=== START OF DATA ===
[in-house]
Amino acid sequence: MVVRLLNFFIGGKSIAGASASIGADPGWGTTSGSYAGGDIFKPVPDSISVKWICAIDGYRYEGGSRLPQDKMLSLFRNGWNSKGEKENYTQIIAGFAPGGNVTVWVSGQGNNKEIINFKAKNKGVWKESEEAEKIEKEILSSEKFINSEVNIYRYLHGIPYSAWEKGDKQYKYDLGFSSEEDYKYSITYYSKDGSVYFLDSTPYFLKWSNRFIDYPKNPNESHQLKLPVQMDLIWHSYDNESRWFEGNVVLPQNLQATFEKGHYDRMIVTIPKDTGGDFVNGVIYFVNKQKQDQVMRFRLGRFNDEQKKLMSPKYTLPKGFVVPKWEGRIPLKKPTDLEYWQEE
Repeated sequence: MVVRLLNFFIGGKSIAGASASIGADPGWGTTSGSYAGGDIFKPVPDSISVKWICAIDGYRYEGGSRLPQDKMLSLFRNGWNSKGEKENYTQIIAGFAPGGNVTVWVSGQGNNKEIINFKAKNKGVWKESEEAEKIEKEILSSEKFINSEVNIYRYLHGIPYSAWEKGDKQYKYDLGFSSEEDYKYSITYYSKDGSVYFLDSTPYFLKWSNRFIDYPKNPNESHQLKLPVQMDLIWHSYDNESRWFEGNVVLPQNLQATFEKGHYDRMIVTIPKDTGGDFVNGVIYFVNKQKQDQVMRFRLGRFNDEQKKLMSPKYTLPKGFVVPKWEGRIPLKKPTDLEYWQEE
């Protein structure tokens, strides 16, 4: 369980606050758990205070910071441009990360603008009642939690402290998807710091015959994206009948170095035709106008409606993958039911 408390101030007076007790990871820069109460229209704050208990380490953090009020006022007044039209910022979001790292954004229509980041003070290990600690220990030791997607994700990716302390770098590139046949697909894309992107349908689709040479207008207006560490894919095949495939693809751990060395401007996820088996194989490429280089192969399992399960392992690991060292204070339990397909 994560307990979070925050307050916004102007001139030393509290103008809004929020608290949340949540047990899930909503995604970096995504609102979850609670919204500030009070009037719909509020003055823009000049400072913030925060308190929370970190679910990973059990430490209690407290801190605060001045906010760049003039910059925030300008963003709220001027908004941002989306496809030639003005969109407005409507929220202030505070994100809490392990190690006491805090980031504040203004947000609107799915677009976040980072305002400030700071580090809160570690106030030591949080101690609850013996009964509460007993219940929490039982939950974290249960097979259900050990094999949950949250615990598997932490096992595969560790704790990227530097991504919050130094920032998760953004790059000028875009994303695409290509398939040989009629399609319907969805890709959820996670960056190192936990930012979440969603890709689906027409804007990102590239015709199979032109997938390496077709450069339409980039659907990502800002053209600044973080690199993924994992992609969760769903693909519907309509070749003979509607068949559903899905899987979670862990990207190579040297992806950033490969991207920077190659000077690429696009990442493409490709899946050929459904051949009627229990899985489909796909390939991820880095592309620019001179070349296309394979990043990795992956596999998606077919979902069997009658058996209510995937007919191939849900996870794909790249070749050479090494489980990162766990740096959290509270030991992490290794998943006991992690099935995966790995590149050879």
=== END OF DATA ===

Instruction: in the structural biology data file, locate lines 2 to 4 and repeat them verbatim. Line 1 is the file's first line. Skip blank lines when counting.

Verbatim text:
Amino acid sequence: MVVRLLNFFIGGKSIAGASASIGADPGWGTTSGSYAGGDIFKPVPDSISVKWICAIDGYRYEGGSRLPQDKMLSLFRNGWNSKGEKENYTQIIAGFAPGGNVTVWVSGQGNNKEIINFKAKNKGVWKESEEAEKIEKEILSSEKFINSEVNIYRYLHGIPYSAWEKGDKQYKYDLGFSSEEDYKYSITYYSKDGSVYFLDSTPYFLKWSNRFIDYPKNPNESHQLKLPVQMDLIWHSYDNESRWFEGNVVLPQNLQATFEKGHYDRMIVTIPKDTGGDFVNGVIYFVNKQKQDQVMRFRLGRFNDEQKKLMSPKYTLPKGFVVPKWEGRIPLKKPTDLEYWQEE
Repeated sequence: MVVRLLNFFIGGKSIAGASASIGADPGWGTTSGSYAGGDIFKPVPDSISVKWICAIDGYRYEGGSRLPQDKMLSLFRNGWNSKGEKENYTQIIAGFAPGGNVTVWVSGQGNNKEIINFKAKNKGVWKESEEAEKIEKEILSSEKFINSEVNIYRYLHGIPYSAWEKGDKQYKYDLGFSSEEDYKYSITYYSKDGSVYFLDSTPYFLKWSNRFIDYPKNPNESHQLKLPVQMDLIWHSYDNESRWFEGNVVLPQNLQATFEKGHYDRMIVTIPKDTGGDFVNGVIYFVNKQKQDQVMRFRLGRFNDEQKKLMSPKYTLPKGFVVPKWEGRIPLKKPTDLEYWQEE
């Protein structure tokens, strides 16, 4: 369980606050758990205070910071441009990360603008009642939690402290998807710091015959994206009948170095035709106008409606993958039911 408390101030007076007790990871820069109460229209704050208990380490953090009020006022007044039209910022979001790292954004229509980041003070290990600690220990030791997607994700990716302390770098590139046949697909894309992107349908689709040479207008207006560490894919095949495939693809751990060395401007996820088996194989490429280089192969399992399960392992690991060292204070339990397909 994560307990979070925050307050916004102007001139030393509290103008809004929020608290949340949540047990899930909503995604970096995504609102979850609670919204500030009070009037719909509020003055823009000049400072913030925060308190929370970190679910990973059990430490209690407290801190605060001045906010760049003039910059925030300008963003709220001027908004941002989306496809030639003005969109407005409507929220202030505070994100809490392990190690006491805090980031504040203004947000609107799915677009976040980072305002400030700071580090809160570690106030030591949080101690609850013996009964509460007993219940929490039982939950974290249960097979259900050990094999949950949250615990598997932490096992595969560790704790990227530097991504919050130094920032998760953004790059000028875009994303695409290509398939040989009629399609319907969805890709959820996670960056190192936990930012979440969603890709689906027409804007990102590239015709199979032109997938390496077709450069339409980039659907990502800002053209600044973080690199993924994992992609969760769903693909519907309509070749003979509607068949559903899905899987979670862990990207190579040297992806950033490969991207920077190659000077690429696009990442493409490709899946050929459904051949009627229990899985489909796909390939991820880095592309620019001179070349296309394979990043990795992956596999998606077919979902069997009658058996209510995937007919191939849900996870794909790249070749050479090494489980990162766990740096959290509270030991992490290794998943006991992690099935995966790995590149050879």